The Live List: What to Consider When Collecting Live Works
Pip Laurenson, Christiane Berndes, Hendrik Folkerts, Diana Franssen, Adrian Glew, Panda de Haan, Ysbrand Hummelen, Andrea Lissoni, Isabella Maidment, Angela Matyssek, Kate Parsons, Capucine Perrot, Vivian van Saaze, Tatja Scholte, Patricia Smithen, Sanneke Stigter, Paulien ‘t Hoen, Renée van de Vall and Gaby Wijers
A set of prompts to consider when bringing a live work into a collection. The text was jointly authored by the participants in the final meeting of the research network Collecting the Performative, which examined emerging models for the conservation and documentation of artists’ performance and drew upon the practices of dance, theatre and activism in order to identify parallels in the concept of a work and related notions of authorship, authenticity, autonomy, documentation, memory, continuity and liveness.
Top tips for creating dance experiences for heritage spaces
Jenny Reeves, Director of About Time Dance Company, reflected on her process of creating and developing her piece 'Cotton' for museums, libraries, mills, schools, outside spaces, and shared some top tips with the Imagination Museum Consortium for working with dance and heritage.
Anna Scott, Mayflower 400 Officer for West Lindsey District Council, shared some thoughts with the Imagination Museum Consortium around the possibilities for using dance in response to local heritage as part of the national commemoration of the sailing of the Mayflower from England to America in 1620.
Welsh museums and the Wellbeing of Future Generations Act
The Happy Museum and Monmouthshire Museums, Cardiff Story Museum, Ceredigion Museum, Oriel Môn, Storiel and Wrexham County Borough Museum and Archives
To engage and respond to the ambitious Future Generations Act goals, six Welsh museums teamed up with the Happy Museum project to deepen their understanding of the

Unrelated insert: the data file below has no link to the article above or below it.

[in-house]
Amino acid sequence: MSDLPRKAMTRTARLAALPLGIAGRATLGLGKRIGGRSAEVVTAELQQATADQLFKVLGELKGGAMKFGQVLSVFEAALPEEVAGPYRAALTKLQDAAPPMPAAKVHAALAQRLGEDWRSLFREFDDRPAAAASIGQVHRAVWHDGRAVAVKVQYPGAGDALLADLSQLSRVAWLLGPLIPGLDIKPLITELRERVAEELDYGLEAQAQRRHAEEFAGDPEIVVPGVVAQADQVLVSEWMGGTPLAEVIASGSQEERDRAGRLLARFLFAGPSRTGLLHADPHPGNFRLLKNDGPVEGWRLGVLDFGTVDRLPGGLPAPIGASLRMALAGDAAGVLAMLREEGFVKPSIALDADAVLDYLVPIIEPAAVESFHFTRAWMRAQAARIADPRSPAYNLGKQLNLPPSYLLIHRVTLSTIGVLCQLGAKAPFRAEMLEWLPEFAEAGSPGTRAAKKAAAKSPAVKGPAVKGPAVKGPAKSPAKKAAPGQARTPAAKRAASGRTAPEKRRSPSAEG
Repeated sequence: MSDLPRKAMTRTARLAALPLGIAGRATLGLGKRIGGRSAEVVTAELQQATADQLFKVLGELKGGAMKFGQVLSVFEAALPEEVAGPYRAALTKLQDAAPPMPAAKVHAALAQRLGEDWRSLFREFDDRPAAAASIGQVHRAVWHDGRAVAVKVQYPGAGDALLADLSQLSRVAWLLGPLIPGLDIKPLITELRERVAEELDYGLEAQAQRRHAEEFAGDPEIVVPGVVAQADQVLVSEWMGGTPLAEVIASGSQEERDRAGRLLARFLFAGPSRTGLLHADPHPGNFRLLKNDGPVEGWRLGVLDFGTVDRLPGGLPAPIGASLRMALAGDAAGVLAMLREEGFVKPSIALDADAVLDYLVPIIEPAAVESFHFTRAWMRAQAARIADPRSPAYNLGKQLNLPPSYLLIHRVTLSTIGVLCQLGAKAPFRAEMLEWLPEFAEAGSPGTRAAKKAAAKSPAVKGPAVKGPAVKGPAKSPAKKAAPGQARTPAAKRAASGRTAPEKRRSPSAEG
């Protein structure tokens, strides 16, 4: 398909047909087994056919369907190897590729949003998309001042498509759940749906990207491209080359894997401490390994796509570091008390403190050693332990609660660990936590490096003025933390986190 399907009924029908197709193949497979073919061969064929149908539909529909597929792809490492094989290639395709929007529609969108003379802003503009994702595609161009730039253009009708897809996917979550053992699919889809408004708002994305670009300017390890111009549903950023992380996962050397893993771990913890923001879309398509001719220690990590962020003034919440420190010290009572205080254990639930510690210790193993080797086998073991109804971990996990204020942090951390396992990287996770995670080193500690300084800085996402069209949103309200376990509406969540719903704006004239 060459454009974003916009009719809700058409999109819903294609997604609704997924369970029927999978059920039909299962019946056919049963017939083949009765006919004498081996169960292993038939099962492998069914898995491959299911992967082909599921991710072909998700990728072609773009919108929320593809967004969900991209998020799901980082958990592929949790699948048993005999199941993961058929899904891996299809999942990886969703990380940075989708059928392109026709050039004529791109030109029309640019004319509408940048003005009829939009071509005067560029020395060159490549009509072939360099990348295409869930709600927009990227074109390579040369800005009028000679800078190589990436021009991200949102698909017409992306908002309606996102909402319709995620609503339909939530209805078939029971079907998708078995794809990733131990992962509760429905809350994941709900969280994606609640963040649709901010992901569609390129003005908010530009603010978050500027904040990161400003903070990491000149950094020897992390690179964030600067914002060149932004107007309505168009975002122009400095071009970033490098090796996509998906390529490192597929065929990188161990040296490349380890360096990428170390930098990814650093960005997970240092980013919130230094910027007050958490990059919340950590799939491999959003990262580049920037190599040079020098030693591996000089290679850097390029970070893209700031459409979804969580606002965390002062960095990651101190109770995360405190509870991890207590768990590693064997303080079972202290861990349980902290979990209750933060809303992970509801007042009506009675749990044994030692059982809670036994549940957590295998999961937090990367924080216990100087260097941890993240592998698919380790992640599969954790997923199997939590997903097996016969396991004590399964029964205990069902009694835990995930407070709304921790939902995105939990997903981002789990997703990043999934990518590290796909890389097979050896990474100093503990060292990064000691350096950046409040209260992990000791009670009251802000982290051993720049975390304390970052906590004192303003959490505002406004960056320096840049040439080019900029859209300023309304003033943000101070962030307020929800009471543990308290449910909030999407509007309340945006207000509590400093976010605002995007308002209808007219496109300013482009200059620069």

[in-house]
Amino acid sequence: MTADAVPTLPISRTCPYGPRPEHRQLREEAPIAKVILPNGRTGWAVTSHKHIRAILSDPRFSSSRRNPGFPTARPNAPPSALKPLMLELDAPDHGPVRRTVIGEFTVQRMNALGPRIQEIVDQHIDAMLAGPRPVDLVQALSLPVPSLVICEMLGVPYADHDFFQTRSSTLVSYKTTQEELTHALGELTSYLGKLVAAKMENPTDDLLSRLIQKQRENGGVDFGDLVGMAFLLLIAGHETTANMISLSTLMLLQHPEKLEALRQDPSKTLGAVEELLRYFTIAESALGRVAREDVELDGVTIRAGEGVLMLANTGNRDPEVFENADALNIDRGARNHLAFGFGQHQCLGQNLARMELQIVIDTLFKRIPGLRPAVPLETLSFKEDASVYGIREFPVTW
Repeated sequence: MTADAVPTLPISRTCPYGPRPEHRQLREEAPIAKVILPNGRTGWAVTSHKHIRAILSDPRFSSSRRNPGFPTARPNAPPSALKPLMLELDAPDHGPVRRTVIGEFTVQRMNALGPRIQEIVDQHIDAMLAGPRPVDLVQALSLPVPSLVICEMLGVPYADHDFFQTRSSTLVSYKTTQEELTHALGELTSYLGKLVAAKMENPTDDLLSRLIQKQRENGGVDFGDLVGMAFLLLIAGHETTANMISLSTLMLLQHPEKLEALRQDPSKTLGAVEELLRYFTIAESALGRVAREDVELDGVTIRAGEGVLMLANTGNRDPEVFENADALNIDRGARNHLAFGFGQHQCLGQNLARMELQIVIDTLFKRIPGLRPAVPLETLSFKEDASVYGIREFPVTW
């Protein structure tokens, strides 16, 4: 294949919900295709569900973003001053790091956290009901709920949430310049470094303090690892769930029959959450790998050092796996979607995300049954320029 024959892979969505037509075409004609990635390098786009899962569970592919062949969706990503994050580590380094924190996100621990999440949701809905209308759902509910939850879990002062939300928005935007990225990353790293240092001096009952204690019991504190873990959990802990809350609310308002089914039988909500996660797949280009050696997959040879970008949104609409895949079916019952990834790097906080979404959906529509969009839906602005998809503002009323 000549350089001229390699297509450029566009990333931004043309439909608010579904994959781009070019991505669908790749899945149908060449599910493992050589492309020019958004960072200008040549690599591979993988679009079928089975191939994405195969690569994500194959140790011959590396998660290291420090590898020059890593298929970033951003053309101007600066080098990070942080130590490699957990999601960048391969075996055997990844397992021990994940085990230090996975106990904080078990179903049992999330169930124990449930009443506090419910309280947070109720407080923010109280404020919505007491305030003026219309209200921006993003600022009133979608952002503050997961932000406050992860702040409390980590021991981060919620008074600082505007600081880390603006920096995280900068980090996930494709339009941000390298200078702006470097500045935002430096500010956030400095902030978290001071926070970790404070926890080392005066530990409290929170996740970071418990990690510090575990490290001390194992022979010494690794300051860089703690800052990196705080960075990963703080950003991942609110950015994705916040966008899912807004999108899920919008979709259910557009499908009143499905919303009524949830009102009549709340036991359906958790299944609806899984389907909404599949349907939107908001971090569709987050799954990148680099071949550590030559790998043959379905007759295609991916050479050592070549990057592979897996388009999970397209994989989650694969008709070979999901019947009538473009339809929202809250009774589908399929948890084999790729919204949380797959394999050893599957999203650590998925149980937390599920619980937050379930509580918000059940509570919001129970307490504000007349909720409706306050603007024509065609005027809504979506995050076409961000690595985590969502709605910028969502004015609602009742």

Act, review the ways in which they were already responding to the goals, and plan new activities and ways of working that would take their response to the next level. The aim is to
make the goals integral to everything they do.
In July 2014 the Horniman staged the Curious Tea Party in partnership with Trinity Laban, as part of the Big Dance Festival. The event was an eccentric weekend of Edwardian inspired music, art and performance which brought dance into the museum like never before.
'My primary school is at the museum' tested the hypothesis that there may be beneficial learning, social and cultural outcomes for primary school children and their families when a significant portion of their learning takes place in a museum setting, as well as demonstrating the benefits for museums. Groups of pupils from two primary schools and a nursery, from Tyne & Wear, Swansea and Liverpool, were based at their local museum for up to a term between January and June 2016. The idea was conceived by architect Wendy James of Garbers & James, and developed in collaboration with the Department of Education & Professional Studies and the Cultural Institute at King’s. Photo credit: Jake Ryan